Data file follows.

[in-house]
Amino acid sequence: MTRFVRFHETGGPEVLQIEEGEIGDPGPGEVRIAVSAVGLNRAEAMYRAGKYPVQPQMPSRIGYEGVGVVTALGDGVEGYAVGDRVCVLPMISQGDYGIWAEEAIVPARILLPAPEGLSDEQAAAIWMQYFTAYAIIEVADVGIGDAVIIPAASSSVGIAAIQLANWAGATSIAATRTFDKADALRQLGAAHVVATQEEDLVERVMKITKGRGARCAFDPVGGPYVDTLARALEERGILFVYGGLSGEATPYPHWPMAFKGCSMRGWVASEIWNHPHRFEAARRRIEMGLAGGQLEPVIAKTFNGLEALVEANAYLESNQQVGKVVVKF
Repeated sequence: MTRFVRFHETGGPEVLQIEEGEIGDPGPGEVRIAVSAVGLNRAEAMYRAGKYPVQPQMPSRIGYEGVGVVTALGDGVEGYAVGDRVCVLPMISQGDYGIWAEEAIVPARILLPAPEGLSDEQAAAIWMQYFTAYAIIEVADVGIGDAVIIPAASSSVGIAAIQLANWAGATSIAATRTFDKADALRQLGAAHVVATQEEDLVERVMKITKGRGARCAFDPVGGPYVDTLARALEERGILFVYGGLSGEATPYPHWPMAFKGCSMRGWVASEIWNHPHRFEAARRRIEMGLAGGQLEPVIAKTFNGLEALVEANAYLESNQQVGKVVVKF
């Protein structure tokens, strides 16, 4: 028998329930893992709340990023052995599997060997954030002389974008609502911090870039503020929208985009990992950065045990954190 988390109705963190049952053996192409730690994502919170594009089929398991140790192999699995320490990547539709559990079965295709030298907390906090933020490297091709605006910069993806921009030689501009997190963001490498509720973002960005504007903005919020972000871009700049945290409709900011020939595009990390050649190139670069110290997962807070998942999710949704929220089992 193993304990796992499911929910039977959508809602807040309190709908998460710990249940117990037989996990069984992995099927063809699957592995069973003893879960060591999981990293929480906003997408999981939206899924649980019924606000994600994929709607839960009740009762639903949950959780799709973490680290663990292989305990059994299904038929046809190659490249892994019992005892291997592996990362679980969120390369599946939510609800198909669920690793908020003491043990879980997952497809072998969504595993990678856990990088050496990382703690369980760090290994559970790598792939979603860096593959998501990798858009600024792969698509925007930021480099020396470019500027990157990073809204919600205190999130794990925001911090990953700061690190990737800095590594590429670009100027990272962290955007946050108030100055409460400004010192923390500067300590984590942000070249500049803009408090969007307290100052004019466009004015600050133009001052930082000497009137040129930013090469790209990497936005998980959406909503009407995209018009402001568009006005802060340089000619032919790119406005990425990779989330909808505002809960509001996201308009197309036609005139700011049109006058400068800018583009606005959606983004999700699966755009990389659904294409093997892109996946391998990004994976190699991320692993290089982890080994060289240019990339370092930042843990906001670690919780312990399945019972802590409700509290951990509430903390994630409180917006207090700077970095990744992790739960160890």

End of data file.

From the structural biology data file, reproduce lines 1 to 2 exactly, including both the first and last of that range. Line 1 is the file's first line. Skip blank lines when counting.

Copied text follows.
[in-house]
Amino acid sequence: MTRFVRFHETGGPEVLQIEEGEIGDPGPGEVRIAVSAVGLNRAEAMYRAGKYPVQPQMPSRIGYEGVGVVTALGDGVEGYAVGDRVCVLPMISQGDYGIWAEEAIVPARILLPAPEGLSDEQAAAIWMQYFTAYAIIEVADVGIGDAVIIPAASSSVGIAAIQLANWAGATSIAATRTFDKADALRQLGAAHVVATQEEDLVERVMKITKGRGARCAFDPVGGPYVDTLARALEERGILFVYGGLSGEATPYPHWPMAFKGCSMRGWVASEIWNHPHRFEAARRRIEMGLAGGQLEPVIAKTFNGLEALVEANAYLESNQQVGKVVVKF